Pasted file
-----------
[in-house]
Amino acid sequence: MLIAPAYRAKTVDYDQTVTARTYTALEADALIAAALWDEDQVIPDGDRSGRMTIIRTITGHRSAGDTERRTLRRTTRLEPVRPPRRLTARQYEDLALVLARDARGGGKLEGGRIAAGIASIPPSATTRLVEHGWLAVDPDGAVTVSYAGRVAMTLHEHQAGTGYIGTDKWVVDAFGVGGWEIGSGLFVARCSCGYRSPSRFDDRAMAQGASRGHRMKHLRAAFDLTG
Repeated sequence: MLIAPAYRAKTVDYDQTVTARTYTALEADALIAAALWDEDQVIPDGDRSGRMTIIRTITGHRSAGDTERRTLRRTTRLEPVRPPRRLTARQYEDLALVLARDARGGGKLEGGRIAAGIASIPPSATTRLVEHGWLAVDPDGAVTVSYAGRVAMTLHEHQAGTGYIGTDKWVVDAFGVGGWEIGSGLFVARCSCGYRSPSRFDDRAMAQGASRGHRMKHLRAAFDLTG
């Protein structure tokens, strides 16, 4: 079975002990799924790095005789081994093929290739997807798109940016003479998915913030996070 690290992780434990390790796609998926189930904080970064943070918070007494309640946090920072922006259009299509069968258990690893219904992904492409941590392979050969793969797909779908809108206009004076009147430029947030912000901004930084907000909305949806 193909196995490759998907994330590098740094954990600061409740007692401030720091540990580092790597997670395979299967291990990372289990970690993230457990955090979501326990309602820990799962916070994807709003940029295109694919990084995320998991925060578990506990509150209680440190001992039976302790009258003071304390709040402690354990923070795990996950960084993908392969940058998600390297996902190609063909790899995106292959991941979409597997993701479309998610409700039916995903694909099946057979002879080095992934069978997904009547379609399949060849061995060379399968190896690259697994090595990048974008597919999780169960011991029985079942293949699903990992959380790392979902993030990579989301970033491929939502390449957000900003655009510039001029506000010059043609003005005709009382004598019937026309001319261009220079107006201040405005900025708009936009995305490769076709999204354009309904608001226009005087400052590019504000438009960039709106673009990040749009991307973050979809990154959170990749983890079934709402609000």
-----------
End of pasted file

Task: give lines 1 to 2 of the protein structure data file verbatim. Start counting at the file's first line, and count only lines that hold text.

[in-house]
Amino acid sequence: MLIAPAYRAKTVDYDQTVTARTYTALEADALIAAALWDEDQVIPDGDRSGRMTIIRTITGHRSAGDTERRTLRRTTRLEPVRPPRRLTARQYEDLALVLARDARGGGKLEGGRIAAGIASIPPSATTRLVEHGWLAVDPDGAVTVSYAGRVAMTLHEHQAGTGYIGTDKWVVDAFGVGGWEIGSGLFVARCSCGYRSPSRFDDRAMAQGASRGHRMKHLRAAFDLTG